When you stop coughing,
continue to practice social distancing.
Act responsibly in protecting
the health of yourself and others.
you can stimulate the skin in a way
that reduces the frequency and pain of coughing.
This is based on a neurological principle discovered by English surgeon John Hilton. Loosely stated, hot, cold and pain travel in the same nerve and stimulating the skin changes the musculoskeletal structures underneath it. That’s really handy if you know how to use it. In most cases, a bracing dose of cold is more effective and creates fewer problems than heat.
Getting rid of the dry hack:
Solid research reveals that a dry hack is often associated with the trigger points in this muscle. I’ve gotten rid of and elicited a dry cough during a session many times by working this muscle. If you’re reading, watching TV or doing other things that pull your head forward with a slight twist to one side, this muscle gets tight.
If you’re looking in the mirror and one side seems to lay closer to your neck than the other side, it is probably associated with the cough.
The easy solution is to put one of those little Salonpas patches on, if you have one. Put it along the middle of the muscle where I have the green X. They’re available at every drug and grocery store. They’re even cheaper on Amazon.
This post shows you how to use Ice-and-Stretch to release this muscle at home with stuff you probably already have. I’ve done this countless times when a client gets a cough while laying on the table. It’s a great technique.
This is probably one of the most useful stretches you’ll ever do.
This muscle is complex. It impacts the vagus nerve, which runs in a sheath along the inside of the muscle. This means that it impacts many things from sinus irritation and headaches to coughing and hangover. I have a number of posts about it.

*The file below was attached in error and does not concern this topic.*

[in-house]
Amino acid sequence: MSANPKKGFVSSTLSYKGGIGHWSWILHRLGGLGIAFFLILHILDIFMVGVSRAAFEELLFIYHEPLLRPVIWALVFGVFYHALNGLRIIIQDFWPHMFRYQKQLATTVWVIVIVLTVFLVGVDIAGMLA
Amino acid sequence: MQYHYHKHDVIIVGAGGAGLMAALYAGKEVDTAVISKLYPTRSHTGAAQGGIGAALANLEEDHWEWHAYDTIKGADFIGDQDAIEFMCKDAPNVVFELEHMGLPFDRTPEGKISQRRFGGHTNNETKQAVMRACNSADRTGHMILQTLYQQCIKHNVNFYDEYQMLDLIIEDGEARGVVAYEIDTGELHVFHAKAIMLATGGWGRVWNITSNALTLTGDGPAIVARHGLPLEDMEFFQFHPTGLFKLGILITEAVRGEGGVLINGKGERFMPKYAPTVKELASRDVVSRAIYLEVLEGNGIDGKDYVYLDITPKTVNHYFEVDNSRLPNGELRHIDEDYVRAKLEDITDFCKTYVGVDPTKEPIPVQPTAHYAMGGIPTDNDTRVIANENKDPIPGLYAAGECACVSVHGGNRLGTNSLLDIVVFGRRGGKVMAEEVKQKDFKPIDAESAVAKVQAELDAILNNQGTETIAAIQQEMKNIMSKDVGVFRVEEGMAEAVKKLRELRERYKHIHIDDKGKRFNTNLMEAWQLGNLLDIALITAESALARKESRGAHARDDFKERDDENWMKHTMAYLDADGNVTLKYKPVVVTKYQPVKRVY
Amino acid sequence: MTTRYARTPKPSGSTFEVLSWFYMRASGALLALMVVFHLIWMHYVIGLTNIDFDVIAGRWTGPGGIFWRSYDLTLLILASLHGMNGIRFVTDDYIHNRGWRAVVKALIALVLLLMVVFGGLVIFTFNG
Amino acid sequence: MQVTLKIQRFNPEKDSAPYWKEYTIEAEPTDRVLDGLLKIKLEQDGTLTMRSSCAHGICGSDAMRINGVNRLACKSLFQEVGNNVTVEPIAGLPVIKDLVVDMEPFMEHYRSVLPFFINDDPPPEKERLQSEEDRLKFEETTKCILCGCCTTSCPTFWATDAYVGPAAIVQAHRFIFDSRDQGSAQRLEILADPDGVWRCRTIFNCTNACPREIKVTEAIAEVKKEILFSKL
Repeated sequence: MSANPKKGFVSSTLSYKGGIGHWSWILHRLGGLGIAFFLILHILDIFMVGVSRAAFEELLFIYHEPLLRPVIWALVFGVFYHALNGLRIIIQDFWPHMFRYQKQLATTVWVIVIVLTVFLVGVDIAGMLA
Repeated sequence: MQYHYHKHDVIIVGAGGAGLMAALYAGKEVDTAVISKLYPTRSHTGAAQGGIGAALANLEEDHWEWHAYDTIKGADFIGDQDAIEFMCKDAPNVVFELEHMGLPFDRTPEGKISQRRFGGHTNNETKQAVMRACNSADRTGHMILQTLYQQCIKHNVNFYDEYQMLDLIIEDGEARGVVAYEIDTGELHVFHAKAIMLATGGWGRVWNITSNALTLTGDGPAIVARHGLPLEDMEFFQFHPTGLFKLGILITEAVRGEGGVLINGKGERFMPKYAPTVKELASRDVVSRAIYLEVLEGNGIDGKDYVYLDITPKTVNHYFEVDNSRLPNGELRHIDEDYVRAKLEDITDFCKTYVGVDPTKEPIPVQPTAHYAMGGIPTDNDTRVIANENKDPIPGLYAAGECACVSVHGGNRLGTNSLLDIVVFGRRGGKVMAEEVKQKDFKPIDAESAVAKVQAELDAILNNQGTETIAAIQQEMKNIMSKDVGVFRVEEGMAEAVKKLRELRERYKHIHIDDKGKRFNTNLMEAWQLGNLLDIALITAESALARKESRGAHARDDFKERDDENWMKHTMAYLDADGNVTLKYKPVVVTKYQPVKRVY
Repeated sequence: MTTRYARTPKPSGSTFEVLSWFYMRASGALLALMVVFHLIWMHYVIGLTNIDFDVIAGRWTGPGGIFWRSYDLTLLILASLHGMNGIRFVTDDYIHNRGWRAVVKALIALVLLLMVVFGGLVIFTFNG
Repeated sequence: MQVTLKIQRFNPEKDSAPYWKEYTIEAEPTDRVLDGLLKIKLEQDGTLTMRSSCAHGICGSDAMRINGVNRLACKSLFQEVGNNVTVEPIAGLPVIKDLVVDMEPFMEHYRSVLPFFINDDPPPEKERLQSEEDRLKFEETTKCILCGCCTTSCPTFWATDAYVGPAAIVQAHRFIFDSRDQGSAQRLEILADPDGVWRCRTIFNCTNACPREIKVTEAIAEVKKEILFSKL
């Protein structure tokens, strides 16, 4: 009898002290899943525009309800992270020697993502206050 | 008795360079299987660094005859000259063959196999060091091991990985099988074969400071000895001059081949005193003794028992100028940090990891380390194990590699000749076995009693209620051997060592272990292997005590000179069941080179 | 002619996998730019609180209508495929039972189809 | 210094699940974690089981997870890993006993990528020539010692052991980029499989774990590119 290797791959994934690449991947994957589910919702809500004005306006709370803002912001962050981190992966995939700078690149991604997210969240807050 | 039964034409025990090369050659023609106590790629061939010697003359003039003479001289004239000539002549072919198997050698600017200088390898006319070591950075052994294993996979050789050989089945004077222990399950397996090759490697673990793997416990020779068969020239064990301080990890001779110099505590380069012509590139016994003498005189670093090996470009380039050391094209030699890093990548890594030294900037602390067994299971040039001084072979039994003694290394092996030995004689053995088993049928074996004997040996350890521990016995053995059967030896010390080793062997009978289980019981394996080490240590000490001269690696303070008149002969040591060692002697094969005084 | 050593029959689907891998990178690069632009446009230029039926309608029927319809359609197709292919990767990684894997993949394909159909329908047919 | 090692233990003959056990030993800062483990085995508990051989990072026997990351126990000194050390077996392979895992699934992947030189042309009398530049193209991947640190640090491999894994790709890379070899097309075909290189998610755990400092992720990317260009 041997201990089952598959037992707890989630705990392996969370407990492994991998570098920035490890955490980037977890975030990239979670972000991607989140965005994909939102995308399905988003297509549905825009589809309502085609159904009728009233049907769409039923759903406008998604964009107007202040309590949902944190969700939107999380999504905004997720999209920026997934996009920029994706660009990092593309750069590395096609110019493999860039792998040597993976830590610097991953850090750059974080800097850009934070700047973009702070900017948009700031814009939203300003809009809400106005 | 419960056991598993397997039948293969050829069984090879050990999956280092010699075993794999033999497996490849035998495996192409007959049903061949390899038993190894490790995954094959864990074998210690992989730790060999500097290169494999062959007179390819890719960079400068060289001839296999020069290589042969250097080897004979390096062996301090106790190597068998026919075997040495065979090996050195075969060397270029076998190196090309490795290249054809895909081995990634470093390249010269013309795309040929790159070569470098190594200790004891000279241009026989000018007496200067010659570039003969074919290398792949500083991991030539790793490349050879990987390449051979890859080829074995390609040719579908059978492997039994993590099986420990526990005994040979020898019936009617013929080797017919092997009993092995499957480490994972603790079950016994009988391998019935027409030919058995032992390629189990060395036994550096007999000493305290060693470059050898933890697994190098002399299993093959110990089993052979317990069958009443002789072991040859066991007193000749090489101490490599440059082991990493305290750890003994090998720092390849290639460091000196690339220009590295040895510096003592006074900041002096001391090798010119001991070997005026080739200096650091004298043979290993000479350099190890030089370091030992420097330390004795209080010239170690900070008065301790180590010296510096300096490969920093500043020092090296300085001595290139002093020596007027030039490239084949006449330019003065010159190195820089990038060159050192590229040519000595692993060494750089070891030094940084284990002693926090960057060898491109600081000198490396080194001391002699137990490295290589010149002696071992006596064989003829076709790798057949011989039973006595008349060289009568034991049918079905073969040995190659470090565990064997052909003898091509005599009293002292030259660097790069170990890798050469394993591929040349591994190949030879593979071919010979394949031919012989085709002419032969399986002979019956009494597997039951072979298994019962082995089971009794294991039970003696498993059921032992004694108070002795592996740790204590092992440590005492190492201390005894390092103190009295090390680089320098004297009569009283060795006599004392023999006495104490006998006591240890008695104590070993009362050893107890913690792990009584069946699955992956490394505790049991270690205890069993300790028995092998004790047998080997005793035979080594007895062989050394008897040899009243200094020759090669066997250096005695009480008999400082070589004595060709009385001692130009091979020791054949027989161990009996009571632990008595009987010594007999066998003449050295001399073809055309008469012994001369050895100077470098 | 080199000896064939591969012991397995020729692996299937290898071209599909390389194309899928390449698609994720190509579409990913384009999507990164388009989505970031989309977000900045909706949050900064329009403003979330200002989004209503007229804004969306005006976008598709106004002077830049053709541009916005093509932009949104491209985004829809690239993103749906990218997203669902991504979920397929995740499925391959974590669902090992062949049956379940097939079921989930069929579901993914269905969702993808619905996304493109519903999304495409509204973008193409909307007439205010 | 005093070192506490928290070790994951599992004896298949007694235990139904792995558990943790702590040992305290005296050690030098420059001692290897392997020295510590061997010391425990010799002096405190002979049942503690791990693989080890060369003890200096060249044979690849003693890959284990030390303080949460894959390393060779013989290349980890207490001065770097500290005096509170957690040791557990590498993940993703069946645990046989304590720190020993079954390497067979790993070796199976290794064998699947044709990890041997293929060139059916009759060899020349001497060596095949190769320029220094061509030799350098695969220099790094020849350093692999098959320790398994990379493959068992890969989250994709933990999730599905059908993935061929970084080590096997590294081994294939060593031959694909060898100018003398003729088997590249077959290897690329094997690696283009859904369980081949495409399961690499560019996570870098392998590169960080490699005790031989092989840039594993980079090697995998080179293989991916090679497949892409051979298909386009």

Sore sides or nagging shoulder blade when coughing:
There are several ways to release this but I’m going to strongly suggest that you use a Salonpas patch. Put it right there where the green “X” marks the spot. It works very consistently.
If you don’t have the patch, it’s cheaper and quicker if you don’t have a patch to do the doorway stretches in this post. Here’s the thing: If you don’t use the Ice-and-Stretch method, you might aggravate it. If you do use Ice-and-Stretch, it is REALLY intense when you ice this area, but that means, it’s much more likely to produce great results.
Burning in mid-back from coughing:
Sharp pain in low-back when coughing:
This is a tougher one. It involves two muscles in the low back and is usually part of a bigger low back problem. The multifidi, which are tiny strands that connect the vertebrae are creating pain because the vertebral joints are binding. The quadratus lumborum, which attaches to those same vertebrae is aggravated for the same reason.
These patches are usually very effective. They help with the sharp pain of the cough and make your back feel more stable. The pain relief gets rid of the dragging feeling. I’ve used them a good bit with friends and family when we have been working outside or moving. Always good results.